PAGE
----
Two of the best, Herb Fletcher and Uncle Dezzie. | Photo: Photo Steve Sherman/@tsherms

Matt Warshaw’s unpublished interview with world champ Derek Ho (RIP) from 1994: “I did it for myself and my family, especially my Dad and my brother. I don’t take things that aren’t mine. But what is mine, I hold on to it.”

Uncle Dez, unfiltered…

(Later today, Matt Warshaw, keeper of surfing’s flame, will send this unpublished interview with Derek Ho to subscribers of his Encyclopedia of Surfing. It’s a beautiful little piece. “I forgot how forthcoming he was during this short conversation,” says Warshaw. “I’d interviewed him a couple of times before, once with Michael at Mike’s big beautiful house at Sunset, and I guess he felt comfortable enough with me to go unfiltered, at least for a few minutes.”)

This interview was recorded at the Lacanau Pro, France, in 1994. Ho was the defending world champion, but had just lost an early-round heat in terrible surf.

What goes through your mind in a heat where the waves are that shitty? Is is a different thing compared to when the surf is good?

Different, for sure. You lose motivation. In fact, you almost don’t care if you win or lose. In this situation [the heat he’d just finished], I figured I’d win either way, ’cause if I lost I’d be on a plane back to Hawaii tonight.

I talked to Gary [Elkerton] earlier today, and he thinks that with events like this we’re all missing the point. Not just the surfers, but the sponsors, the people on the beach, everybody.

Some of these events are held in the worst locations, at the worst times. If it’s all about promoting products, that’s okay. But we can do just as good of a job—or a lot better, actually—by going to good spots. Same countries, better spots.

How would that come about?

I think the surfers are too soft on the ASP officials. We do a lot of talking among ourselves, but then nobody stands up and says much. Right now, for instance, the surf is barely one foot. We should have the balls to say we’re not going out.

Will that ever happen?

[Pause] I don’t know. I doubt it. Maybe. Surfing is such an individual thing, which is good in a way, but it also means everyone is out for themselves. So in a lot of cases, if something ain’t benefitting a particular person at a particular moment, they’ll just let it go—even if standing up and fighting would be to their benefit in the long run.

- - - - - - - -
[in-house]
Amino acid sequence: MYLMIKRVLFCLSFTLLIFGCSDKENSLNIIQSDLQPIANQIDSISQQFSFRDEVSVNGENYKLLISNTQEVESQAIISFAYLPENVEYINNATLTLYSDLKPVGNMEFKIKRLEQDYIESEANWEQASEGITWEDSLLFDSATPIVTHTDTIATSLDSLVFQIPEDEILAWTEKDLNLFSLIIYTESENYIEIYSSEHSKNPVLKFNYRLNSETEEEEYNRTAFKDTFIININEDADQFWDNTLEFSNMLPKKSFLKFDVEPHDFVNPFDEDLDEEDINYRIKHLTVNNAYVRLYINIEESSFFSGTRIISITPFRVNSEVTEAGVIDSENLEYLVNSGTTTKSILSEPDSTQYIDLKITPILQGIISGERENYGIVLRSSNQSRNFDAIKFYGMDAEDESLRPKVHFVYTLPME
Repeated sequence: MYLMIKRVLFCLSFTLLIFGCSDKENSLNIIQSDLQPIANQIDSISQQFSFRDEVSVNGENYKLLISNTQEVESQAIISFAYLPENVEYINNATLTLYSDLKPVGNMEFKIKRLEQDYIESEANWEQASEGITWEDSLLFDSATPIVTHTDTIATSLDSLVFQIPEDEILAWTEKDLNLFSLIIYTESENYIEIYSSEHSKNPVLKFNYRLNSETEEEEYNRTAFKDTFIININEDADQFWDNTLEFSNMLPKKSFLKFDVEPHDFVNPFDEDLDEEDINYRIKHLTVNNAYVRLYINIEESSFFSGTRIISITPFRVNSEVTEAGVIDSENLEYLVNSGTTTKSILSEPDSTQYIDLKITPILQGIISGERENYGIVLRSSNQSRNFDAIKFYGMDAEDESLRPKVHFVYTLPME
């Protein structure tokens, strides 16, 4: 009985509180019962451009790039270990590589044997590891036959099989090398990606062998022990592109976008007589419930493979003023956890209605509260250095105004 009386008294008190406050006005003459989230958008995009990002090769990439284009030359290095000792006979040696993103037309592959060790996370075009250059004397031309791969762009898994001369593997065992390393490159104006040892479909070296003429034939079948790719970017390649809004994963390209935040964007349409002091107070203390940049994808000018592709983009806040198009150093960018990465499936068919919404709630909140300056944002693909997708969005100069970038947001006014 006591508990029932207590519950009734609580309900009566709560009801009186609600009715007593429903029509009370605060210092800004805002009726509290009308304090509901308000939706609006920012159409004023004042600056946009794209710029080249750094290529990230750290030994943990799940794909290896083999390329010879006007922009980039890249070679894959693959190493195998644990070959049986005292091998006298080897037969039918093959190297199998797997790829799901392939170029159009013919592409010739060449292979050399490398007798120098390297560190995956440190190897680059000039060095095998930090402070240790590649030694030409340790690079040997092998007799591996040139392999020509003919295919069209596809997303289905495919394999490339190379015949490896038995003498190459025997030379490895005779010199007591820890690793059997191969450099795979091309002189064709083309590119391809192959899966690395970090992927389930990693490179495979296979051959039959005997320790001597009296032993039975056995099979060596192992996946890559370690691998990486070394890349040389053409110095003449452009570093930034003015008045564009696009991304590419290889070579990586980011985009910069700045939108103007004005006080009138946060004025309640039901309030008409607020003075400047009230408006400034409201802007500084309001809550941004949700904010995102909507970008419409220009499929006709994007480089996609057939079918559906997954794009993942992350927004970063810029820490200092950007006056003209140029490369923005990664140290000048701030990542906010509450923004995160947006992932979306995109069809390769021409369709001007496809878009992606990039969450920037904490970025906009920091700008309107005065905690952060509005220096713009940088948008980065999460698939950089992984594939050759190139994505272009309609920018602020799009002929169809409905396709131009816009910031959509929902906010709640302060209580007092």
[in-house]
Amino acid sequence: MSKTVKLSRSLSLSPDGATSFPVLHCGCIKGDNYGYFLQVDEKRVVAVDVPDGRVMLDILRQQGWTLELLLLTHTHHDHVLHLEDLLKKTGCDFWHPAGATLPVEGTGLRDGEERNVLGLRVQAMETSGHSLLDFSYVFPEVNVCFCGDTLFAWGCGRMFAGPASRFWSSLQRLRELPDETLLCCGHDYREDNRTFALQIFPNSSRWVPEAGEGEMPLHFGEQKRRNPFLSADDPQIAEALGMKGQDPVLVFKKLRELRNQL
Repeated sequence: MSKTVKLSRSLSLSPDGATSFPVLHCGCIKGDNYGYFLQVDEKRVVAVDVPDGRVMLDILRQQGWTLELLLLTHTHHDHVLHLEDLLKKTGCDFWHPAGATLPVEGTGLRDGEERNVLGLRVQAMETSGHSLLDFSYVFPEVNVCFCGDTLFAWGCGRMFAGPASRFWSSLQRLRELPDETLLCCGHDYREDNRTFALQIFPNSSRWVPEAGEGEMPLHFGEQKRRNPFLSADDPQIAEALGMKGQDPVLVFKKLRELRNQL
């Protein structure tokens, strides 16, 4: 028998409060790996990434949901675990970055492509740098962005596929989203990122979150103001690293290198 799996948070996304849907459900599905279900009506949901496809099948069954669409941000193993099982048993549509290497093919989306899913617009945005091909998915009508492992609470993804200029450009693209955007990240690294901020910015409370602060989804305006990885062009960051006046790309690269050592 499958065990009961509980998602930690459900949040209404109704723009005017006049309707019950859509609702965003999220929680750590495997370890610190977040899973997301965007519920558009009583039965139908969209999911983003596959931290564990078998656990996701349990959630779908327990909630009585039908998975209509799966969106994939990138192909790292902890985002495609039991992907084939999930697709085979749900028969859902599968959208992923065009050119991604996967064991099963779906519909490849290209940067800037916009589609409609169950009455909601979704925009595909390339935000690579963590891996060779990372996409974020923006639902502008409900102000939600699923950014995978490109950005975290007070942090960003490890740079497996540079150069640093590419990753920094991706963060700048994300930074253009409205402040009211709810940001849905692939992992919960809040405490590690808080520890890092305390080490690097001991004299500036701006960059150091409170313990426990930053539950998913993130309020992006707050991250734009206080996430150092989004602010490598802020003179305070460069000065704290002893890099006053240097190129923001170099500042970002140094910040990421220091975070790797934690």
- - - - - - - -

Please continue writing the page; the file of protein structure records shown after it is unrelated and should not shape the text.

What would you yourself like to see?

[Another pause]. Remember when those guys pulled out of the contest at Waimea [1986 Billabong Pro], ’cause they were scared shitless? I’d like to see more of that. And less of this [gestures to the beach]. We’re not reaching for that level of excitement anymore. We just do these boring little neutral events. It’s senseless for us to be out in these tiny waves hopping and jumping around. We should be carving, slamming, disappearing into huge barrels. It ought to be everyone looking forward to these things, surfers, sponsors, fans. Everybody should be jumping out of their skin, you know?

How are you feeling, personally, in terms of where your career is?

I’ve been doing the tour now for 12 years. A lot of times, in good surf, I feel like I haven’t yet hit my peak. I’m still in good shape. I don’t have any chronic injuries. And the will is there—that’s just as important. Yeah, when the waves are cranking, I’m so stoked I can’t believe it, it’s like I’m a kid. I could compete at a high level for another five years. But these kinds of events [another head gesture toward the beach], all of a sudden it’s like—I’m 30, I feel old.

It also seems to me like, even though you’re the champ, everybody lately is kinda rushing past you and paying attention to Kelly [Slater].

[Shrugs] Yeah, I don’t know. Part of that’s my fault, I guess. I never follow the photographers around to get shots. If anyone gets a shot, I’m stoked, I’ll take it. I don’t look for attention, though. I’m stoked for Kelly, you know? But yeah, this whole year so far, it’s like he’s world champion, as if he didn’t lose it last year—like he’s going straight from ’92 to ’94.

Are you bummed?

No. I’ve got too much pride, I think.

You sound a little bummed.

Yeah, I’m a little bummed. But I don’t dwell on it. I guess that’s what I mean. I laugh at a lot of this stuff, in fact. I know what I did last year. And I did it for myself and my family—especially my Dad and my brother. I don’t take things that aren’t mine. But what is mine, I hold on to it. Yeah, I know what I did.


The New York Times on WSL’s announced 2020 cancellation: “If surfing — a sport that takes place outside, with physically distant competitors — couldn’t pull off competition safely, was there hope for any other sport?”

But why?

The New York Times, an institution that has seen better days but still important, covered the World Surf League’s announced cancellation of this year’s tour and the changes planned for next’s.

A thorough, though not particularly enlightening piece of journalism (the non-surf varietal), with requisite interviews.

You can read here but there was one line, in particular, that got me. That continues to get me.

“If surfing — a sport that takes place outside, with physically distant competitors — couldn’t pull off competition safely, was there hope for any other sport?”